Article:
Health care opponents intensify late attack
Raise abortion, immigration in 11th-hour push
WASHINGTON - The sweeping health care overhaul package before Congress is under an 11th-hour attack over a pair of emotional issues, abortion and immigration, that are complicating Democrats’ efforts to piece together the coalition they need to pass the bill.
Veteran lawmakers said they were confident they could add wording to ease the worries of colleagues and interest groups who believe - Democratic leaders say without justification - that taxpayers will be forced to fund abortions and illegal immigrants’ health care.
But with the House scheduled to vote on the health care package tomorrow, members of Congress are being inundated with complaints from constituents about hot-button social issues the lawmakers say are not even related to a bill that will affect one-sixth of the nation’s economy. Thousands of protesters, many of them carrying signs against abortion or illegal immigrant health care coverage, gathered at the Capitol yesterday demanding that Congress “kill the bill,’’ and many visited their congressmen’s offices yesterday to voice the same opinion.
“We’re talking about healthcare reform, but this has become a bill that has now generated more debate on these side issues than on the main issue,’’ said an exasperated Representative James McGovern, Democrat of Worcester and a senior member of the House Rules Committee, which determines the final version of bills sent to the floor. “We really need to focus on what this is all about: giving good, quality health care.’’
Supporters of the health care package got a big boost yesterday with endorsements from the American Medical Association and the American Cancer Society. The AARP, a powerful retired persons’ lobby, previously announced it supported the bill.
President Obama, making a rare, unannounced appearance in the White House press briefing room, said he was “extraordinarily pleased and grateful’’ at the endorsements.
“We are closer to passing this reform than ever before,’’ Obama said.
The president was scheduled to visit Capitol Hill today to press the case for the bill, a dramatic move for a president who has thus far been content to let Congress decide the details.
If, as expected, no Republicans vote for the House package tomorrow, Democrats must keep enough of their own members on board - 218 of 258 - to pass it. And while leaders do not want to bring a bill to the floor unless they feel confident they can win, it is also dangerous to let too much time pass, McGovern said. The longer the negotiations drag out, he warned, the more likely it is that individual congressmen will bicker over details of the bill.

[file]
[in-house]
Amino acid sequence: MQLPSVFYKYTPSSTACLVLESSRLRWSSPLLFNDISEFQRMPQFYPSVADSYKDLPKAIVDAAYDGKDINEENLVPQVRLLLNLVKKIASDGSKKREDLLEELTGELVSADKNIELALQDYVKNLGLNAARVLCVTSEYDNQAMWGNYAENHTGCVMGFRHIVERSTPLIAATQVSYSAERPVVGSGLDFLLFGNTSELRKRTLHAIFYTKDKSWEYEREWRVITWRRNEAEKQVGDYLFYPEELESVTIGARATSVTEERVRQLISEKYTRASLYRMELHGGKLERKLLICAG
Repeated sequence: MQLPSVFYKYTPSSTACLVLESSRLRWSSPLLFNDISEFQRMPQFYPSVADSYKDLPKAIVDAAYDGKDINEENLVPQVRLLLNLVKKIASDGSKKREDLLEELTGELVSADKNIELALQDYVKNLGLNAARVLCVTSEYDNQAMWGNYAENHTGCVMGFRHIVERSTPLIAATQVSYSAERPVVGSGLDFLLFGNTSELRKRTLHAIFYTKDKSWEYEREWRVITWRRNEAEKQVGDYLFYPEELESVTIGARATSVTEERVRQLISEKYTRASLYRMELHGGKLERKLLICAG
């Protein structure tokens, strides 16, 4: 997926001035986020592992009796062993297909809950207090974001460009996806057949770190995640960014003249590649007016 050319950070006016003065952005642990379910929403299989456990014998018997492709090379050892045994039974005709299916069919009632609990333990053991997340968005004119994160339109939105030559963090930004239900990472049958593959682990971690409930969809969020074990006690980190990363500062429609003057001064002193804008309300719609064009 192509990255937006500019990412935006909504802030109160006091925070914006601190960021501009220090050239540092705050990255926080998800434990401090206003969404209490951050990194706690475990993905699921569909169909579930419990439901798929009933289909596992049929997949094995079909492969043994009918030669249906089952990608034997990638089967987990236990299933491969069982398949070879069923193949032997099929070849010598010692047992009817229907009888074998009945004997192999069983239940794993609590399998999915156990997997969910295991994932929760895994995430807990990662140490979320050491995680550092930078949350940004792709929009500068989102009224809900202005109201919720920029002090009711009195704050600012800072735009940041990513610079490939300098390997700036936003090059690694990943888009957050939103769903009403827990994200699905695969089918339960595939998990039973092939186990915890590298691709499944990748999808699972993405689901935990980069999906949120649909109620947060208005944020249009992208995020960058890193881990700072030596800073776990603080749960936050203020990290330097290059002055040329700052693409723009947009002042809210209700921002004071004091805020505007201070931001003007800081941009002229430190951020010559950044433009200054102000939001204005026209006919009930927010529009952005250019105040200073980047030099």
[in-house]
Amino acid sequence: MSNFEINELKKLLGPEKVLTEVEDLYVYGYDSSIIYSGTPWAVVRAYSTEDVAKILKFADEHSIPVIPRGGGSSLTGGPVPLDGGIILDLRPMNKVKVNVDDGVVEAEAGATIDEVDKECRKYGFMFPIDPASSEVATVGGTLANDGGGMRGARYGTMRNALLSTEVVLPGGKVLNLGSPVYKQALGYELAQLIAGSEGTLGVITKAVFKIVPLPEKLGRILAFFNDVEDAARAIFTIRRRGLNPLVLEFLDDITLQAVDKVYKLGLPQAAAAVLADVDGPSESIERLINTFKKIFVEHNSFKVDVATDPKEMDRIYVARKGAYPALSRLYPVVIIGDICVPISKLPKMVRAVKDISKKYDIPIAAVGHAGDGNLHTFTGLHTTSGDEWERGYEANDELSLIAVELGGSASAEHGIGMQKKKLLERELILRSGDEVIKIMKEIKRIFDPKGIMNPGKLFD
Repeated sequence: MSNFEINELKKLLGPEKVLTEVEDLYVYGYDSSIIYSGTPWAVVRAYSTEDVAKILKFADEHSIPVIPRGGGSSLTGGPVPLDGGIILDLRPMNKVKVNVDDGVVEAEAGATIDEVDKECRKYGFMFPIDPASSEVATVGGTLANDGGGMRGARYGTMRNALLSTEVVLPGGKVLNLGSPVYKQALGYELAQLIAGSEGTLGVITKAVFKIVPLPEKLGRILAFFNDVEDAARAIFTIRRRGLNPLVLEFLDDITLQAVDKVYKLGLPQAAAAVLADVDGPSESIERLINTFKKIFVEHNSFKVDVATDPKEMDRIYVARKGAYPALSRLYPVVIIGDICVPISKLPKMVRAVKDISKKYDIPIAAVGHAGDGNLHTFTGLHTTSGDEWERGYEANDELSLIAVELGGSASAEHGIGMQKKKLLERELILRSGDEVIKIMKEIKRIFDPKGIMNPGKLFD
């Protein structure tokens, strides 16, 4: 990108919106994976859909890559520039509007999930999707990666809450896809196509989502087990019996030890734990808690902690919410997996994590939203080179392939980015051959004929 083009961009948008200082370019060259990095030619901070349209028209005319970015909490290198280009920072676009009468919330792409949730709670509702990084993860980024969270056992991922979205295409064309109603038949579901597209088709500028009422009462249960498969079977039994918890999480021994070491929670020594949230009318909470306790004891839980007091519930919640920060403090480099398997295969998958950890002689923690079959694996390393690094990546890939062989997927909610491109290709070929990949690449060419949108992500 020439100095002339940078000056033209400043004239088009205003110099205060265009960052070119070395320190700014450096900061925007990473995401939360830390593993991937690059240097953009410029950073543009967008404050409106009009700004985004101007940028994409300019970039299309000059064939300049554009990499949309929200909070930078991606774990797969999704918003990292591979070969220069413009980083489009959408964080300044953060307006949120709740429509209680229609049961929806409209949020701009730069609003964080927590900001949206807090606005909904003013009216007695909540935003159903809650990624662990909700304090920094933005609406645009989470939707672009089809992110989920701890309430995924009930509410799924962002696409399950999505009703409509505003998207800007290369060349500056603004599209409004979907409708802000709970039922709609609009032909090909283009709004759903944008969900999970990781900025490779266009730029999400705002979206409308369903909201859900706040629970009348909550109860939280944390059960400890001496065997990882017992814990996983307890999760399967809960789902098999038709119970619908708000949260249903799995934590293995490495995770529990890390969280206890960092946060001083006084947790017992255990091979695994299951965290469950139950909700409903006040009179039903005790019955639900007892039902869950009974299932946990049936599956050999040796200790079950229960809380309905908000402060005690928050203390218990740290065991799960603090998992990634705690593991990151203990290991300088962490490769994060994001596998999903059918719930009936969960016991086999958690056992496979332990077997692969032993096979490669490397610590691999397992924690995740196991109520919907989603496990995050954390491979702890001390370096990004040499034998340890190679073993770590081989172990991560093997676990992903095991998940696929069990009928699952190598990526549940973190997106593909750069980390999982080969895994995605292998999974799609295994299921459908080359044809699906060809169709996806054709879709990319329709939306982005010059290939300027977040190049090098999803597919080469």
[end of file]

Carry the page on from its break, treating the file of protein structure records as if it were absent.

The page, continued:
Abortion opponents are upset at language they believe would allow federal dollars to pay indirectly for abortions. While federal law explicitly bans use of federal money for abortions, House members who oppose abortion, including Democrats whose votes will be needed to approve the bill, say the House legislation could circumvent that law.
The legislation would provide government subsidies to low-income people who cannot afford to buy health insurance; if those people buy insurance plans that pay for abortions, the government is effectively paying for at least part of the abortion costs, the antiabortion lawmakers say.
Representative Bart Stupak, Democrat of Michigan, said he wanted lawmakers who are opposed to abortion to have the chance for a “conscience vote’’ to make their positions clear.
“We must protect both victims of abortion,’’ Representative Chris Smith, Republican of New Jersey, said on the floor in support of Stupak’s amendment. “And please, no phony compromises.’’
Immigration, too, has caused a furor. Many Republican opponents of the measure have insisted that taxpayers will be forced to pay for the health care of illegal immigrants, energizing an entirely new segment of voters against the bill.
In fact, the bill bans those immigrants from receiving federal subsidies for health care. But the Obama administration, seeking to ease worries about immigration that could derail the larger bill, has backed language that disallows illegal immigrants from buying private health insurance on the proposed insurance “exchanges.’’
That move merely agitated the largely liberal Congressional Hispanic Caucus, several of whose members met with Obama yesterday. Caucus chair Representative Nydia Velasquez, Democrat of New York, said Obama listened, but indicated no resolution was reached to make sure the tougher language is not inserted later during negotiations with the Senate.
“I understand the politics of it. But it is very bad policy,’’ said Representative Charles Gonzalez, Democrat of Texas. If undocumented workers are not allowed to use their own money to buy private health insurance, taxpayers will end up paying for it, anyway, added Representative Luis Gutierrez, Democrat of Illinois, since those without insurance will go to the emergency room when sick.
It is common for lawmakers to make last-minute demands on leadership when a close vote is anticipated on major legislation. Senior members of Congress said yesterday they did not expect the Democrats who generally support the health care bill to defeat it over side issues.